The current government's goal is to generate 25% of the country’s energy needs through renewables by 2030
Luxembourg’s government is working on a new law giving the public more autonomy in the generation of renewable energy, making them prosumers as opposed to consumers.
Members of the parliament's energy commission on Wednesday examined bill 7266, providing a legal framework for an individual or collective to install photovoltaic panels for their own consumption and to feed back into the grid.
“Future self-consumers will pay a lower tariff and will be able to either store or sell excess production. The new system is expected to be financially more advantageous than the current solar energy injection system. The complex tariff calculation will be managed by the grid operators to make it easier for households,” a statement on the parliamentary website explained.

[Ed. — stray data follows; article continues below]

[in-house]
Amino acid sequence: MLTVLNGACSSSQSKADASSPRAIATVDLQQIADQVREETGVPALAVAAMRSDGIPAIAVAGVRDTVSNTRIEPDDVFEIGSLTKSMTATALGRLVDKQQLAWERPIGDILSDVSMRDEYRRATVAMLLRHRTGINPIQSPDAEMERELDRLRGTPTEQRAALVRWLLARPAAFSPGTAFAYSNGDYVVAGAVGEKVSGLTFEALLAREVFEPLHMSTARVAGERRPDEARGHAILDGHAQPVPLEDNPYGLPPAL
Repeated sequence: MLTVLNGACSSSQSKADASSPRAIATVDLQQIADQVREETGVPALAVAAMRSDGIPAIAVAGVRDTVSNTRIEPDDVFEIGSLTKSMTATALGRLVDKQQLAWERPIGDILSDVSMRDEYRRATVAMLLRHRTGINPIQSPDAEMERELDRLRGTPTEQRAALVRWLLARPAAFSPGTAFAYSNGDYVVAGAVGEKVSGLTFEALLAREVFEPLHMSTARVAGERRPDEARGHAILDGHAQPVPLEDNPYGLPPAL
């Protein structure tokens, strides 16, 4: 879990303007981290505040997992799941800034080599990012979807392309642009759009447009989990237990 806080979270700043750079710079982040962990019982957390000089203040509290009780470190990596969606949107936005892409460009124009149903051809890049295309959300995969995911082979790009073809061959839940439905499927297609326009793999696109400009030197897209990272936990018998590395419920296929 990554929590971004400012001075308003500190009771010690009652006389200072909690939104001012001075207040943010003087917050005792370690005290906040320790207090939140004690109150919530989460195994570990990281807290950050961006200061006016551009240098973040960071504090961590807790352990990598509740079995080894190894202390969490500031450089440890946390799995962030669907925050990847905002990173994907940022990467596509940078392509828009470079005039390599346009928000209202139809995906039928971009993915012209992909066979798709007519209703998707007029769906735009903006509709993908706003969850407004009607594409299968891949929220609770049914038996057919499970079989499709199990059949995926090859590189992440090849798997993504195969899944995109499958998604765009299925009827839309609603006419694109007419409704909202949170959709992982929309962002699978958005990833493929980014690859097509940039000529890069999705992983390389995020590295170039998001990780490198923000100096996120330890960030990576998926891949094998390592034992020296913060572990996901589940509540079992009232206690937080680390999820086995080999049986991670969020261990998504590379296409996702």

The text foresees the creation of a national computer platform for energy data to support new products, to be managed by energy firm Creos. The framework is also expected to be supported by subsidies and investment grants, which are yet to be defined.
The bill forms part of the country’s energy transition strategy, or "Klimaplang", aimed at ensuring 25% of the country’s energy needs are met by renewables by 2030. It was first tabled in 2018. Carlo Back (déi gréng) is the rapporteur.